FF notes that one of those who benefited directly from the oil-for-food program was Barack Obama’s acquaintance and connection Tony Rezko. I suspect that Rezko will be the gift that keeps on giving but not to Barack Obama but to our present (for the time being) governor.

The Education Wonks, “Principal Confirms Kids Sipped Margaritas”

I can confirm that, unlike the third, fourth, and fifth graders in the school in the story that EdWonk posts on this week, at my grade school we were not served Margaritas. I have no idea what the standards are in Virginia.

Rhymes With Right, “Impeach Anthony Kennedy”

Greg calls for the impeachment of Justice Kennedy on the basis of his decision in refusing the death penalty to a child rapist. I suspect that what the case reveals is that there are five anti-death penalty activists on the Supreme Court and the law doesn’t make a great deal of difference to them. I also think that, rather than impeaching the justice, we should amend the constitution to require a supermajority vote to overturn acts of the state or federal legislatures.

I’ve decided which posts I’ll vote for this week. Which posts would get your votes?

12 comments… add one
  • [McCain] has demonstrated great strength of character….

    Of a particular kind. He has demonstrated great physical and moral courage under duress. Those qualities don’t necessarily mean that his other public character traits are beyond reproach.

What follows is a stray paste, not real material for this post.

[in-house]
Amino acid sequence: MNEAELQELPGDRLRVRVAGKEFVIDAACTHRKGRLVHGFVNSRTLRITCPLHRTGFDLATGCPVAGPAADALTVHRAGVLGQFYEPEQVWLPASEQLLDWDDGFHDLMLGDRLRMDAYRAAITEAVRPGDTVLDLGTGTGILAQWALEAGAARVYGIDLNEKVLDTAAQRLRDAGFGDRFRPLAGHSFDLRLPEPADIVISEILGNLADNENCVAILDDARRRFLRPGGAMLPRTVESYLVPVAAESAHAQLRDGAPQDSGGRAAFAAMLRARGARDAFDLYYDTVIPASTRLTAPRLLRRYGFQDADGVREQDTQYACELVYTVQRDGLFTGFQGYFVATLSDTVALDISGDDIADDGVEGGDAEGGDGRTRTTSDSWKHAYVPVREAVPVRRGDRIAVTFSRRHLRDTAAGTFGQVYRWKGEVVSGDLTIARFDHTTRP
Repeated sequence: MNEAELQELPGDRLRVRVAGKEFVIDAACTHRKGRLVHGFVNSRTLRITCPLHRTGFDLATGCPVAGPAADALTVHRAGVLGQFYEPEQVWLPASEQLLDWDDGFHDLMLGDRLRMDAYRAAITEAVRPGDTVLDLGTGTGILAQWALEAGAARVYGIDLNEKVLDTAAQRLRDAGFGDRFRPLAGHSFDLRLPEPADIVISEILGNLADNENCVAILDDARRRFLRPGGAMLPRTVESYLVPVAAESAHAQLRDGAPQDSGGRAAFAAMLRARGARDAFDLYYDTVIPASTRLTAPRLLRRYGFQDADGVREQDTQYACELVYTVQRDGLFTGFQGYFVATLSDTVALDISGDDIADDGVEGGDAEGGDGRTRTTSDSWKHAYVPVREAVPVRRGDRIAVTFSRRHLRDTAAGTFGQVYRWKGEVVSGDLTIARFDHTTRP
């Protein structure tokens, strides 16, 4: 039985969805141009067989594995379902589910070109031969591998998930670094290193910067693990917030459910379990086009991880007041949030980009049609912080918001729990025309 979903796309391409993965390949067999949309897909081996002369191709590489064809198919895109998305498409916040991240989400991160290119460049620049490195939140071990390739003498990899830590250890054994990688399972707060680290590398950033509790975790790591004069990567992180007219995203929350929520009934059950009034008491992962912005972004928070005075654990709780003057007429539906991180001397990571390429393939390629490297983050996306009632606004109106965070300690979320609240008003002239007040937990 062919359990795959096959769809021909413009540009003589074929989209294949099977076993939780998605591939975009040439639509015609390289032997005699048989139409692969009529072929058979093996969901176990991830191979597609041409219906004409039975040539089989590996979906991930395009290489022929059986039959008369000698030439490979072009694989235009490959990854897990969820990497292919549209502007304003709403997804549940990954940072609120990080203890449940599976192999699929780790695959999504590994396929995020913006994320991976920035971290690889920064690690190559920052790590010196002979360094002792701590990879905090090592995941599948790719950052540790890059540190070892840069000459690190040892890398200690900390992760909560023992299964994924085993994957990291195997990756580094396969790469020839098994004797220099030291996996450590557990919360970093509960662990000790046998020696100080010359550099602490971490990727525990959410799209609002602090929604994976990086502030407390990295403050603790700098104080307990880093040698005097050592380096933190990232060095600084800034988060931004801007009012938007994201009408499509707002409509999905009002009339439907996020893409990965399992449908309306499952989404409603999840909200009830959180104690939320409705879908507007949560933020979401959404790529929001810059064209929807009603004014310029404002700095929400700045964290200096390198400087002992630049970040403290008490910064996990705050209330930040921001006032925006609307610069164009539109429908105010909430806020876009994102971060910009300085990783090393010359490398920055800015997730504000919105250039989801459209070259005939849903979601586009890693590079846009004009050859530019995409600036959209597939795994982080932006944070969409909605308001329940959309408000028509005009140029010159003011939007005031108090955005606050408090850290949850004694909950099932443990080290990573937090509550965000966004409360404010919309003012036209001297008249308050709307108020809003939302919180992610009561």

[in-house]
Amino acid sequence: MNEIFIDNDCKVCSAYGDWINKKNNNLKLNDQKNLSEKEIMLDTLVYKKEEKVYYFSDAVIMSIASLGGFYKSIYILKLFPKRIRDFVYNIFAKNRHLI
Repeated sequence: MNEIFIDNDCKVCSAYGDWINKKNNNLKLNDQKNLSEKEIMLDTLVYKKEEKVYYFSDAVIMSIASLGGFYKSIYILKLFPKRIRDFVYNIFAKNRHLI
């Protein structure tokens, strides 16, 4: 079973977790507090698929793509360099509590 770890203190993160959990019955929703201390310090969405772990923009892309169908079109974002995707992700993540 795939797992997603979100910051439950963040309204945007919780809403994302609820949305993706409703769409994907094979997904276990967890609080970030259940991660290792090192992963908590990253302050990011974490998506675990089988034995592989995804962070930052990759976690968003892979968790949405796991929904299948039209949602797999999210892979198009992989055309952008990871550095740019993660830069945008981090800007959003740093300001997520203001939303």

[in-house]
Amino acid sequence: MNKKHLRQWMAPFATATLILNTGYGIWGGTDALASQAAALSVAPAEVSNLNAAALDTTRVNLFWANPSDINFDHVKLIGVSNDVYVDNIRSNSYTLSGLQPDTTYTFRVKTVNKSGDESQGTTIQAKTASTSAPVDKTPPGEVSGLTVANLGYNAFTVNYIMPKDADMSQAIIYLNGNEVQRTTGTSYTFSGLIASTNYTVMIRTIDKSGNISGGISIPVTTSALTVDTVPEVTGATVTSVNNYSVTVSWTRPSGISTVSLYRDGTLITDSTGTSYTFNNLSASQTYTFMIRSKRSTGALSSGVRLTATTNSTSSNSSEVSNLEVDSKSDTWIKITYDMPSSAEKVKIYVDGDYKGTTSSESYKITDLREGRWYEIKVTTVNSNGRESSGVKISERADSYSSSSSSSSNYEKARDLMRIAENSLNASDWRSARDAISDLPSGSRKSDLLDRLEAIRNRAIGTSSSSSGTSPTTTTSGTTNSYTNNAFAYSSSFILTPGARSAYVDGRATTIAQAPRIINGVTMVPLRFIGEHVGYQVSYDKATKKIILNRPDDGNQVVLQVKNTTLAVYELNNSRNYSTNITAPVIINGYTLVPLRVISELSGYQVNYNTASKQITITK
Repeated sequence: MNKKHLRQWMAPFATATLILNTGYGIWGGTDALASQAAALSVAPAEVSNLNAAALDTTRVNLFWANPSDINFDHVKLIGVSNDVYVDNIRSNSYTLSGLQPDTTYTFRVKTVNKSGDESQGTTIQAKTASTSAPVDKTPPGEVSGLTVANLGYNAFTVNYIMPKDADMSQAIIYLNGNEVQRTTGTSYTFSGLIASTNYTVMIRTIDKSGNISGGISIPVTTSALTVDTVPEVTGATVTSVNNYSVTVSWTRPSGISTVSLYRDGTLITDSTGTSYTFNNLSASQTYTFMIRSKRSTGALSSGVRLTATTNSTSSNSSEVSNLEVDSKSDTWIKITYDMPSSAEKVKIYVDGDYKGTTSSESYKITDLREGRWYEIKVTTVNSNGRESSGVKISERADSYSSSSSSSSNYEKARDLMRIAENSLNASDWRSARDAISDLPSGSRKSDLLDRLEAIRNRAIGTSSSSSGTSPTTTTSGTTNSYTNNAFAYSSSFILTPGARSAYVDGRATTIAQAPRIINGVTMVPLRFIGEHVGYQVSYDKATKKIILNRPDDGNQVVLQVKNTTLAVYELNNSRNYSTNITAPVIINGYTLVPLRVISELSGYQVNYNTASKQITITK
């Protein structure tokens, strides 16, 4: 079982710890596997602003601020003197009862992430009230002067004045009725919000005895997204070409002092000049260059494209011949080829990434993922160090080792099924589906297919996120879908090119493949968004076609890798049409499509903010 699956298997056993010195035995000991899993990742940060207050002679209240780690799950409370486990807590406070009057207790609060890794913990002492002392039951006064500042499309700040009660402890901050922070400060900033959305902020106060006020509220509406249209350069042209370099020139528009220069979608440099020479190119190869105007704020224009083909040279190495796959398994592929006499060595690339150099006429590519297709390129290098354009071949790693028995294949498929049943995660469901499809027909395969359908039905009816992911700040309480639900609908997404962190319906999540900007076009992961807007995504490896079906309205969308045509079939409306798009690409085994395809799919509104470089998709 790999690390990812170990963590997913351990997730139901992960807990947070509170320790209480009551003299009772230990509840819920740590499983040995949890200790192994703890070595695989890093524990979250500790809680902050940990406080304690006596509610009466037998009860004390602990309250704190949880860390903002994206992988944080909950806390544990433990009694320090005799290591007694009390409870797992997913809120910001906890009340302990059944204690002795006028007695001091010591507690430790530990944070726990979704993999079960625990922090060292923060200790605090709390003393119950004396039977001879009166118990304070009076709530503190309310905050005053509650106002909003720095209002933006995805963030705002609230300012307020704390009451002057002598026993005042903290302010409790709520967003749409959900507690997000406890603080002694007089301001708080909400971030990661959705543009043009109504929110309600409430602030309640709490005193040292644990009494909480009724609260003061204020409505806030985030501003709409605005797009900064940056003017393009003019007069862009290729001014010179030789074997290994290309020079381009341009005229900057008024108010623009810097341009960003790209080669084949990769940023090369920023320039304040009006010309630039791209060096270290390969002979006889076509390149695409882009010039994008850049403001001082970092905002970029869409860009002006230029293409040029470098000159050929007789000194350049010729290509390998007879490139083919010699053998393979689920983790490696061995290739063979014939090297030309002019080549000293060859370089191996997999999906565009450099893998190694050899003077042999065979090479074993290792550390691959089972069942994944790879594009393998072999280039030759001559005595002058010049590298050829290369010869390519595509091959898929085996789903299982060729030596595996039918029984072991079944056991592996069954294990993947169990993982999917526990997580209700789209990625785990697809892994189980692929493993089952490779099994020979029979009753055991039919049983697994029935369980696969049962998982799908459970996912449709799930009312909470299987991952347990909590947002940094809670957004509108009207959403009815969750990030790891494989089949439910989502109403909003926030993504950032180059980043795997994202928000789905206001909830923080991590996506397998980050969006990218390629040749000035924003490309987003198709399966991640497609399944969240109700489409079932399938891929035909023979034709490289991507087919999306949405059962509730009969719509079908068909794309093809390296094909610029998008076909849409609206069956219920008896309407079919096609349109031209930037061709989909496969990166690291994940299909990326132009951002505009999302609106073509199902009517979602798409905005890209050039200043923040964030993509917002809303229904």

• I guess you agree with Ross Douthat (on the matter of overturning precedents).

  • Outis:

    I claimed nothing different. In my characterization I was attempting to give fair even-handed assessments of each candidate with strengths and weaknesses. As I said above I think both of their resumes are thin but there you are.

    soccer dad:

    I think that all of the justices on the Supreme Court are activists. Some are active with respect to certain issues; others towards others. I think that the SCOTUS hears far too many cases. That has the effect of taking issues out of the political process. Unless your position is that the SCOTUS is part of the political proces which in my view it’s not intended to be.

  • I’m not sure resume matters that much. Take some obvious cases:

    Pol #1 has experience as a military flyer and was governor of a major state.

    Pol #2 has experience as a submarine officer and was governor of a mid-size state.

    Pol #3 has extensive experience as a successful general but has never run for office.

    Pol #4 has no military experience, but was an actor, after-dinner speaker, and governor of a large state.

    Pol #5 has no military experience but was governor of a small state.